Psychologists call this an internal or external locus of control. People with an internal locus of control believe they affect their outcomes. People with an external locus of control feel they’re run by uncontrollable external forces — fate, luck, other people, etc. It’s a question of focusing your mental energy on your own behavior versus burning it on external forces you can’t change.
In practice, each of us moves between internal and external loci depending on the situation. When we don’t understand what’s happening, we often lose that internal locus. Doubly so when we’re terrified. So it’s perfectly natural that when people who are unfamiliar with guns see panic-fuel media coverage, they freak out.
That’s an external locus of control. “Everything would be fine if [the outside force] would just [do x].” It’s a normal response. The point isn’t effectiveness, persuasion, or even necessarily rationality. The point is to hurt the scary external force in any available way. Run a few cycles of that, and today in California you can get three years in prison for having the wrong shape of grip on your rifle.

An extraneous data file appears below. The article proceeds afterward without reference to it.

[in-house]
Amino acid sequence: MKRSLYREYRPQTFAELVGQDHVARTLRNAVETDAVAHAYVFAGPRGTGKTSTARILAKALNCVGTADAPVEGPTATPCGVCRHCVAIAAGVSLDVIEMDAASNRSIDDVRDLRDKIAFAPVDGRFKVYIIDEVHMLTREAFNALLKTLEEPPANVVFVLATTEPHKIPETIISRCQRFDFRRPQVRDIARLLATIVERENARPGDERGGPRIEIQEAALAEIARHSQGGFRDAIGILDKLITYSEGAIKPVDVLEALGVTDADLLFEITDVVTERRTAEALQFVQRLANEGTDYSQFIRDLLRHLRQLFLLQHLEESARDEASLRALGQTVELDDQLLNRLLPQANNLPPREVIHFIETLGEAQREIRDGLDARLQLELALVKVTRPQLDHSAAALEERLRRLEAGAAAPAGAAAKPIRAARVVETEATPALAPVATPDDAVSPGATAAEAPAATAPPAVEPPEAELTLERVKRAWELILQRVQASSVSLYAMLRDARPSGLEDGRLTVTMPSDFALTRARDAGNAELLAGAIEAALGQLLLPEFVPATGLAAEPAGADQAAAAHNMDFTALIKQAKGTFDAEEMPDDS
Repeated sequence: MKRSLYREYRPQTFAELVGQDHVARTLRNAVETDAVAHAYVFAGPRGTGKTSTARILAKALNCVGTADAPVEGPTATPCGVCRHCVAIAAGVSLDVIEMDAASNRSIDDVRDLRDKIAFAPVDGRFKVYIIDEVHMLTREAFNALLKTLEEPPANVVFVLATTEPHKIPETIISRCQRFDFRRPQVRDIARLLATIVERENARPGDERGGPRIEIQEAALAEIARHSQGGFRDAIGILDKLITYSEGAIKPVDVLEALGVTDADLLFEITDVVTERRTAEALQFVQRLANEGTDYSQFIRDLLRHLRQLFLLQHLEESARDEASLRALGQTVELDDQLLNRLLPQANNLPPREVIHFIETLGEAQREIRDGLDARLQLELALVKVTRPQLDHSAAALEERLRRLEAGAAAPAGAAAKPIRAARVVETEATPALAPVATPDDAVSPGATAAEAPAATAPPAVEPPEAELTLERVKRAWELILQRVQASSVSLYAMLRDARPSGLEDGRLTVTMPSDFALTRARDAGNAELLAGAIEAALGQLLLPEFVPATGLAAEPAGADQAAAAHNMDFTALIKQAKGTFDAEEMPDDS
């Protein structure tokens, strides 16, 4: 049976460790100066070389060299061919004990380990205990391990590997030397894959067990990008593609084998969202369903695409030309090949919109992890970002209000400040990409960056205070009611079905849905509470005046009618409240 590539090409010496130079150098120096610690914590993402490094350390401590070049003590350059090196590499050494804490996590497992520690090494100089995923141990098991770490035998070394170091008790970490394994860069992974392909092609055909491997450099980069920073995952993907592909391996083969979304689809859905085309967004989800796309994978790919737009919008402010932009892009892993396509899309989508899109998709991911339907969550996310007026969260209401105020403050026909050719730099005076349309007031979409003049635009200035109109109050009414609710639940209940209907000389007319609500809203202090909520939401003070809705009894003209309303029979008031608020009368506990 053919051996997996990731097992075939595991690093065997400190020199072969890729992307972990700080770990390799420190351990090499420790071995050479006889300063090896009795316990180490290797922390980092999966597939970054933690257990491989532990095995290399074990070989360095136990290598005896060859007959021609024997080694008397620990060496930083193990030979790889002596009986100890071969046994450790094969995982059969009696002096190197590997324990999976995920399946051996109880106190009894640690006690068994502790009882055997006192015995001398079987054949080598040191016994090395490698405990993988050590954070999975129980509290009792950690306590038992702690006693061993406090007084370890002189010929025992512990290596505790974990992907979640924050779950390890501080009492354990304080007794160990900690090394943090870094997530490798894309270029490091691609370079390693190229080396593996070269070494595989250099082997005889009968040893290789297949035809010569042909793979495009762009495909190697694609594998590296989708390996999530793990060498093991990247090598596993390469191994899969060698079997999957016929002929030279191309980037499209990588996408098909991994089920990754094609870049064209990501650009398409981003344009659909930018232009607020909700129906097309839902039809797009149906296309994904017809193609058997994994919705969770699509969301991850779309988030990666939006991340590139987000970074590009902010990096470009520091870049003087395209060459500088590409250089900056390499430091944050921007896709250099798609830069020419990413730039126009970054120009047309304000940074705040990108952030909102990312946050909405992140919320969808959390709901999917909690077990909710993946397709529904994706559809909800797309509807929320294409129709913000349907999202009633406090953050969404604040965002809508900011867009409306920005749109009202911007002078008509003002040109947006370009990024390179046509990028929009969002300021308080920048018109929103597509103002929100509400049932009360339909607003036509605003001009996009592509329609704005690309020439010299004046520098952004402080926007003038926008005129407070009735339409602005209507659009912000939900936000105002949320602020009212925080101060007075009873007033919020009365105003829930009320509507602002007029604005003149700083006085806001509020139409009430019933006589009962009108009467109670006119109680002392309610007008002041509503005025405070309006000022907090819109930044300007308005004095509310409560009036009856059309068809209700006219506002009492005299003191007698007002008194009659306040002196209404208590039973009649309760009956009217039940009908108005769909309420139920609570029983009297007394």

Compare this to how people who know about guns — who are familiar with the idea that you are in control of a gun — think about shootings in the news. More training, more concealed carry, media coverage that won’t spread shootings like a contagion, etc. This is all internal-locus-of-control stuff. Finding the levers you can personally pull to control an outcome, and then pulling them.